The fetus was buried under the peach tree.

Remembering this, I remember other burials more clearly, and I realize I don’t have those quite right either.

The cross, the one Nata gave me as a little girl, is buried with the fetus. I can see a logic in this. Nata wore her grandmother’s cross. Nata gave me a cross to wear. A cross is something to be handed down, and I gave my cross to my baby and it was buried with her.

I may have taken Veroushka’s teddy bear home with me after Nata died, and that might be buried with the fetus also. But I am not sure It feels that way, but I am not sure. I am sure about the cross.

The ring is buried also, but not in the same place. I didn’t bury it at the same time. Remembering it more clearly, I also remember the feelings I had in burying them and the meaning that burying them held for me. They aren’t exactly what I thought they were. It seems to me other parts were watching what happened—they weren’t consulted in what I did, they didn’t have a say in it—and they ascribed a different meaning to it than the actor.

I buried the ring because I could not bury Nata. I could not bury her body or perform anything that might approximate an appropriate ritual to mark the end of the life of a human being. Yuri’s men disposed of her like an animal. They burned her, but it was not a cremation. It was like burning trash.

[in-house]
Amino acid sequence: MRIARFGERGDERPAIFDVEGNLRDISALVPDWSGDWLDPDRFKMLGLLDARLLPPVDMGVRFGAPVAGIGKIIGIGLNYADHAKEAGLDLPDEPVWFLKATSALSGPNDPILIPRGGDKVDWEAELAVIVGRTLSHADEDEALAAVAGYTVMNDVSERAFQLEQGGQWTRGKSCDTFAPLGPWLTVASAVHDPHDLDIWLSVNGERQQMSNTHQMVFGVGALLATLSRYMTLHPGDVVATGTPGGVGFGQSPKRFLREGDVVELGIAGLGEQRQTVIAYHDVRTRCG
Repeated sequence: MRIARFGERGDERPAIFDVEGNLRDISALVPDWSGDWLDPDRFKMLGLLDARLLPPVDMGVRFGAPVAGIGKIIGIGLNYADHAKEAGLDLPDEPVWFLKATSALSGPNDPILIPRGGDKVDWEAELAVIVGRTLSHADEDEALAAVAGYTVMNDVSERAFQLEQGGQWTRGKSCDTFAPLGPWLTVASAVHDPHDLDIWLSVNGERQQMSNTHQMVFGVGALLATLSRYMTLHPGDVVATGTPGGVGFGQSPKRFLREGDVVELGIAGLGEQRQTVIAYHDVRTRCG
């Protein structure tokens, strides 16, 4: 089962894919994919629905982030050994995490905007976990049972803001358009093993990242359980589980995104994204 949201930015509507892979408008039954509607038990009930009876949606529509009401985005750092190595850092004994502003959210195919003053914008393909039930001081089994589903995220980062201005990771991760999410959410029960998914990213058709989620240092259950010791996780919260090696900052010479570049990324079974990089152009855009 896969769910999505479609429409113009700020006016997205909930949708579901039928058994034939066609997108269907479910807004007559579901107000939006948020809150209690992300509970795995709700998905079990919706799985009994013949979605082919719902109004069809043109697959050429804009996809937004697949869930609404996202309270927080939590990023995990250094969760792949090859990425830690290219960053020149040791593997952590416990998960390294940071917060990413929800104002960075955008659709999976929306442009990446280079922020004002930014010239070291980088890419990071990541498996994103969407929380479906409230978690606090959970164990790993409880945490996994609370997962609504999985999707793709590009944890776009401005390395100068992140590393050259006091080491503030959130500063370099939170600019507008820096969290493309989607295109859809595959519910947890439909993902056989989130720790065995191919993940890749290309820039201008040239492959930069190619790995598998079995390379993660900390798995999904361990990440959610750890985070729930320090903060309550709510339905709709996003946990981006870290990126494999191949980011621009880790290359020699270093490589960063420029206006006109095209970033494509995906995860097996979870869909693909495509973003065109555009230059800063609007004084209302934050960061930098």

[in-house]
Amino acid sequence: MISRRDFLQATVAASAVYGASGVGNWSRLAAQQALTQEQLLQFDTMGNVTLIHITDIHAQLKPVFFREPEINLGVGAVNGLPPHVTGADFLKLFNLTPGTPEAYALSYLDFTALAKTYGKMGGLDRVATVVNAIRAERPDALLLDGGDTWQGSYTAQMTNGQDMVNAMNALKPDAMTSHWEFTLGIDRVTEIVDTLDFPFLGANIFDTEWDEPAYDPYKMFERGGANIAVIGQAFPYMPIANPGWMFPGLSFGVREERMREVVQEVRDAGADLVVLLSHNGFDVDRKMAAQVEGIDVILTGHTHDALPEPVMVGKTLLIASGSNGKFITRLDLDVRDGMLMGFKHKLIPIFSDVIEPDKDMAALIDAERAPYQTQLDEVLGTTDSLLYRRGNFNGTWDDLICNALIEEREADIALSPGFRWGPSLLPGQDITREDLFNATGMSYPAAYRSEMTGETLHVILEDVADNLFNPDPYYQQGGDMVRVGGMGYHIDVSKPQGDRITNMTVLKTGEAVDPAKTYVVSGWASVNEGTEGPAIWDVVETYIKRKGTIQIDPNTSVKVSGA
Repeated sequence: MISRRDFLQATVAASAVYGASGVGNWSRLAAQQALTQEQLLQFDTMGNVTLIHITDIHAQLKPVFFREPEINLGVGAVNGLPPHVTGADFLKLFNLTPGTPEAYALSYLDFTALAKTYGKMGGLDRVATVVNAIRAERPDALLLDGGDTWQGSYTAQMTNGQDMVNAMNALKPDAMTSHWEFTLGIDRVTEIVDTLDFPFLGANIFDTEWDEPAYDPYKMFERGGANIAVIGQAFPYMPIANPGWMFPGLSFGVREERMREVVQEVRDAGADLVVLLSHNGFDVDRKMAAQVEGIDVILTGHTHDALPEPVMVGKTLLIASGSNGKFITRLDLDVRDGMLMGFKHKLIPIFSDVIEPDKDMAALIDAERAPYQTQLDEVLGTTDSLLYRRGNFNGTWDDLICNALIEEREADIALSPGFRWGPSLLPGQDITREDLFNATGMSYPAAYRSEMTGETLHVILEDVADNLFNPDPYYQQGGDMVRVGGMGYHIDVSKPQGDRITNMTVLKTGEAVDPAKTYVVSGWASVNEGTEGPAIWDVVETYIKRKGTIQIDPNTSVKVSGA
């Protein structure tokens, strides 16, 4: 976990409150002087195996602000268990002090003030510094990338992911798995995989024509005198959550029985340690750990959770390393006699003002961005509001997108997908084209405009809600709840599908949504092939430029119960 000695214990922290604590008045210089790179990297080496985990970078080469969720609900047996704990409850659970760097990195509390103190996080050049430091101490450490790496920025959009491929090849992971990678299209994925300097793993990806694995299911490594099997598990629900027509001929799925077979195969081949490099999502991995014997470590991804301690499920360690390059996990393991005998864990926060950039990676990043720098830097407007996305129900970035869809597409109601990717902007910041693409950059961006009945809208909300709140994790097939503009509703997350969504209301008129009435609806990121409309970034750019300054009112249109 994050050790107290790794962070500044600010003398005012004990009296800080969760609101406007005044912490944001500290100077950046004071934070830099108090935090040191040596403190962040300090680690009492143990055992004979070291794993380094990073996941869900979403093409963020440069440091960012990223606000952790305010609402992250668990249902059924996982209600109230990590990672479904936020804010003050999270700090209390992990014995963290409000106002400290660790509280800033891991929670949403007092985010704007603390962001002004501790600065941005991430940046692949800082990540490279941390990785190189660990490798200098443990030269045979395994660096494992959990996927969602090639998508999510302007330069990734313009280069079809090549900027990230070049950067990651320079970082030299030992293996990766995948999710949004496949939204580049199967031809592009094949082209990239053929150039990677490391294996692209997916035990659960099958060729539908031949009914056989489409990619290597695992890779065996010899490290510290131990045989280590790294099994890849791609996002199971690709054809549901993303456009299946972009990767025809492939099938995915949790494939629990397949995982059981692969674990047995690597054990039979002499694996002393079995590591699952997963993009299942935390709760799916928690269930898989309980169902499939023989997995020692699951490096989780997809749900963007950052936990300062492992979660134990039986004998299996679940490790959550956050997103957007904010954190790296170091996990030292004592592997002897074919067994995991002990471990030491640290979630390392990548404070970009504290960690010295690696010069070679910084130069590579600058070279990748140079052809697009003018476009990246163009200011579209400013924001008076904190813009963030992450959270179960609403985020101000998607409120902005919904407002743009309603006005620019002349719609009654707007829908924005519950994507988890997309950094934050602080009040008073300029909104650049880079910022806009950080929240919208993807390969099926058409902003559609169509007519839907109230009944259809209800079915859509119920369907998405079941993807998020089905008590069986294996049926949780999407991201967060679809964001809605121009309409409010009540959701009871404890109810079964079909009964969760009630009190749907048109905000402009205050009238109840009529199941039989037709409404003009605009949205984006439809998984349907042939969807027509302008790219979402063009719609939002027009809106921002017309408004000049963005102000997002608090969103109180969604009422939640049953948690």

So it was not a rejection of her or a response to the feeling of being abandoned. It wasn’t anything to do with wanting or needing to forget. It was an attempt to create a ritual, and the ring had a symbolic function in that ritual. She had given it to me. It could stand in for her body. It had to. There wasn’t anything else, except for perhaps the locket, which I still don’t know what happened to.

I keep thinking about shoes in connection with it: When Nata was alive, I hid these things among my shoes. My mother had no interest in the shoes. She wasn’t going to find it there. She had an interest in the laundry—my laundry was my job, but she did it sometimes for me, out of the blue. She had an interest in the contents of my drawers, again with the excuse of the laundry, but it was also about a total lack of boundaries or respect for my growing need for privacy. She had an interest in the trash can and in what I might leave out on my desk or the dresser. But the shoes went untouched. I could hide anything in the shoes and she would never notice as long as that thing were small enough to be concealed among them. So it seems to me the locket had been among the shoes. And then something happened to it. I don’t know what it was.

The strange—obvious, but strange—thing about parts is all these things are going on at the same time, but there is sometimes only one set of motives for a particular act. Other motives might seem reasonably involved, but they just aren’t. They aren’t allowed to be part of decisions at certain times. Things get shut totally off.

I was trying to forget, but that had nothing to do with burying the ring or with burying the cross. The wish to forget was playing out in other ways, but not in that one.